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April 29, 2019

Stop & Shop strike reveals concerns about job-killing technology

Photo | Jim Michaud, Journal Inquirer Stop & Shop's roving robot “Marty” patrols the aisles looking for spills. He isn't perceived as a job killer, but competitors like Walmart have introduced robots that clean and scan inventory.
HBJ PHOTO | Matt Pilon New Britain Stop & Shop worker Wanda Jablonecki (right) said she has taken note of an increasing number of self-checkout kiosks at area stores.
Christopher Andrews, Assistant Professor of Sociology, Drew University

While health and retirement benefits were the top reasons more than 30,000 Stop & Shop workers across Connecticut, Massachusetts and Rhode Island went on an 11-day strike this month, another concern lingered in the background for picketing employees.

In the hypercompetitive, low-margin grocery retail industry, Stop & Shop and rivals like Walmart and Amazon (which now owns Whole Foods and has also opened a handful of its own “Amazon Go” high-tech grocery stores) continue to tinker with new and evolving technologies that carry the potential to replace human workers.

It's a concern that's played out over the decades in agriculture, manufacturing and other industries, and it's one that continues to evolve as technologies like artificial intelligence advance.

From self-checkout kiosks that have become commonplace over the past two decades to more recent developments like cashierless stores, cleaning robots and self-driving delivery vehicles, supermarkets may be the latest ground zero for the age-old clash between automation and relatively low-skilled labor, experts say.

“The pressure on these stores is insanely intense,” said Christopher Andrews, an assistant professor of sociology at Drew University in New Jersey who studies technology's impact on the grocery business. “I think the industry is going to always look for ways to increase efficiency, maximize productivity and reduce labor costs.”

Interestingly, despite the rise in grocery-store technology, the number of cashiers and overall workers employed by supermarkets has risen over the past two decades. Even still, the technology threat looms.

A 2017 report from New York-based management consulting firm McKinsey & Co. concluded that automation, including AI, could eliminate up to 73 million U.S. jobs by 2030.

Up to 44 percent of current work activity hours could be automated this decade, the report said, adding that automation is expected to displace the greatest number of work hours in jobs that involve processing and collecting data, and predictable physical activities.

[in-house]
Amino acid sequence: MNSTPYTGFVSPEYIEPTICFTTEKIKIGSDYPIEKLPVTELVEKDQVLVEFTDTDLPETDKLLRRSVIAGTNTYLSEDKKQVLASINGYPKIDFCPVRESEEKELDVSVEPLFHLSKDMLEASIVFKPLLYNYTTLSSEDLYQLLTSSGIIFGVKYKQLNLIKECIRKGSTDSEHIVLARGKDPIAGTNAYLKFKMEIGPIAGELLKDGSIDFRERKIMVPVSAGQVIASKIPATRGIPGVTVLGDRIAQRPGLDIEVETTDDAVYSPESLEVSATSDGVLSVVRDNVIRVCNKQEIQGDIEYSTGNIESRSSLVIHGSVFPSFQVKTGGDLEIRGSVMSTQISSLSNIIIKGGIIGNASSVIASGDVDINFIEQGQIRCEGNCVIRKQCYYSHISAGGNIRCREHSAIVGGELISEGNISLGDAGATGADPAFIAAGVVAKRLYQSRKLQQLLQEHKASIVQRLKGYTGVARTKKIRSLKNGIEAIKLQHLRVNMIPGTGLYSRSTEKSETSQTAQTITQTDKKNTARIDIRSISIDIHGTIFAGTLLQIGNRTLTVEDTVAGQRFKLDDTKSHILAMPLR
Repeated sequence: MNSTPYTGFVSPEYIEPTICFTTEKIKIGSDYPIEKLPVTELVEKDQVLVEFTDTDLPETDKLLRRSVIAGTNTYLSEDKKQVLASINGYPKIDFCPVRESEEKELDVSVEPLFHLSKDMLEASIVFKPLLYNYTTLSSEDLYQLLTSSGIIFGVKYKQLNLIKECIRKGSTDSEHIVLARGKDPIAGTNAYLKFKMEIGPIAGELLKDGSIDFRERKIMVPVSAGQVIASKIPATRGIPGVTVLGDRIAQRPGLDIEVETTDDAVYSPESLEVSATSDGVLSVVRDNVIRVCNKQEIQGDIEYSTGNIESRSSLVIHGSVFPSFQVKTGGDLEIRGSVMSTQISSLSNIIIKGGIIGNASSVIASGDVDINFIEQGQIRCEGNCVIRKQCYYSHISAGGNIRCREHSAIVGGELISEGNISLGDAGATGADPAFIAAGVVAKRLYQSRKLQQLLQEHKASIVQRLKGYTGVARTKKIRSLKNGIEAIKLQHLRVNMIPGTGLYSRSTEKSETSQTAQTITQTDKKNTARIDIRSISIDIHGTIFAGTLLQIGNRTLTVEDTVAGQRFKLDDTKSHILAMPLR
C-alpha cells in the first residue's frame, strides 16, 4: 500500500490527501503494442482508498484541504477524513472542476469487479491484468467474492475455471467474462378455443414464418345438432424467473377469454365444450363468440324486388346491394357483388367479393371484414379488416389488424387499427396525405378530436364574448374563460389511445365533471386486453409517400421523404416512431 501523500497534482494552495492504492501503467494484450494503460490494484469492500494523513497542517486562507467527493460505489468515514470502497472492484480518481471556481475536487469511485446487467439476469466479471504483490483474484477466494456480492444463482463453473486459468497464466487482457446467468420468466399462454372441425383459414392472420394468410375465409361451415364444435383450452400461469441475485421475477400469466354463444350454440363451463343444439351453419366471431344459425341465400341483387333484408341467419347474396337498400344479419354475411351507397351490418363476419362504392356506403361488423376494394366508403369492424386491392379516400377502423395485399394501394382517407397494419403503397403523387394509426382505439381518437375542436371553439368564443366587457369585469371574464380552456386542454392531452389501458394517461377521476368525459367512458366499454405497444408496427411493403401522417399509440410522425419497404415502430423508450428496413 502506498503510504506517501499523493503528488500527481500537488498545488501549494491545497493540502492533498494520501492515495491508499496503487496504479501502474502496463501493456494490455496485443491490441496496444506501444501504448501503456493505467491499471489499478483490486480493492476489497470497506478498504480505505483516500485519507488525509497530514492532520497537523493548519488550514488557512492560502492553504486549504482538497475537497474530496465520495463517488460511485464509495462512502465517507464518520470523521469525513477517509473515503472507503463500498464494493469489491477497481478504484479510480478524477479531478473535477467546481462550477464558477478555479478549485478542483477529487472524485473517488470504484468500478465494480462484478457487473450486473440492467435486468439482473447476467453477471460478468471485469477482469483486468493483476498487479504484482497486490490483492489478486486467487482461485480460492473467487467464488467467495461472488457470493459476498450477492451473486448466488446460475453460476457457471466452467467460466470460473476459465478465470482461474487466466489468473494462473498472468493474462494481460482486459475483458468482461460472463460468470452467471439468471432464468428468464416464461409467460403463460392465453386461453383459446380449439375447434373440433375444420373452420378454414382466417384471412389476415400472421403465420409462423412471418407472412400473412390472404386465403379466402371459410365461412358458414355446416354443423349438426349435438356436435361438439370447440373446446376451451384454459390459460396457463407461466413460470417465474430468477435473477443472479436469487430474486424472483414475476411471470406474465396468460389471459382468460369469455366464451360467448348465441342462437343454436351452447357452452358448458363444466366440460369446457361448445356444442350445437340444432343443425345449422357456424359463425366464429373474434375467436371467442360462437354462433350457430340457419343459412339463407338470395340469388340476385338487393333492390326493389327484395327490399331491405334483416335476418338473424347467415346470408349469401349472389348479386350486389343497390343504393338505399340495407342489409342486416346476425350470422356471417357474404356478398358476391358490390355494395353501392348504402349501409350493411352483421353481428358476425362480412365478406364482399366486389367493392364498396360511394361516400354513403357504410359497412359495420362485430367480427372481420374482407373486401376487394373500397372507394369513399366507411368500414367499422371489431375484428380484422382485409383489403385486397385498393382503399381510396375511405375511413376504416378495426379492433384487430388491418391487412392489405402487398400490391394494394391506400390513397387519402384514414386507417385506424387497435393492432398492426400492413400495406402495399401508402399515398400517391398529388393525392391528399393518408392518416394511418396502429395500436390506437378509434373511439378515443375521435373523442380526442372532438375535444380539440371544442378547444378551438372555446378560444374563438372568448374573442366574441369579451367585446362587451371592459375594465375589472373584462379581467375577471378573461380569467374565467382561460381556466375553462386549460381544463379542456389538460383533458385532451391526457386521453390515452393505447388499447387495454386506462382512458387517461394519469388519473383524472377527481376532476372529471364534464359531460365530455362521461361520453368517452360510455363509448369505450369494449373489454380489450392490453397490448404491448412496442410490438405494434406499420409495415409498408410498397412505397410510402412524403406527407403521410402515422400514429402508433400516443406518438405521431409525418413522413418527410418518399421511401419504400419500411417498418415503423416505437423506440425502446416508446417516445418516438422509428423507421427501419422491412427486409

“The changes in net occupational growth or decline imply that a very large number of people may need to shift occupational categories and learn new skills in the years ahead,” McKinsey said. “The shift could be on a scale not seen since the transition of the labor force out of agriculture in the early 1900s in the United States and Europe, and more recently in China.”

Worker perspective

Picketing with her fellow employees and members of the United Food and Commercial Workers International (UFCW) on day seven of the strike this month, Wanda Jablonecki said she's witnessed firsthand the rise of the machines at Stop & Shop, where she's worked for the past 22 years.

That's included the advent of self-checkout lanes and deli-ordering touchscreen kiosks, as well as this year's debut of a roving robot named “Marty” that patrols the aisles and alerts employees of spills.

In her current role as front-end manager at the New Britain supermarket, Jablonecki oversees cashiers as well as five self-checkout lanes, where customers scan and bag their own groceries.

She said Stop & Shop installed additional self-checkout kiosks in a few other area stores last year, including Wethersfield, and she expects the same to happen at her store.

“They want to add more self-scans, which means less cashiers,” Jablonecki said.

She said technology wasn't a main factor in the strike or contract negotiations, but it did creep its way into the conversation.

For example, as the strike got underway on April 11, Hamden Stop & Shop employees chanted “Marty in every store, pay your humans more!” according to the New Haven Independent.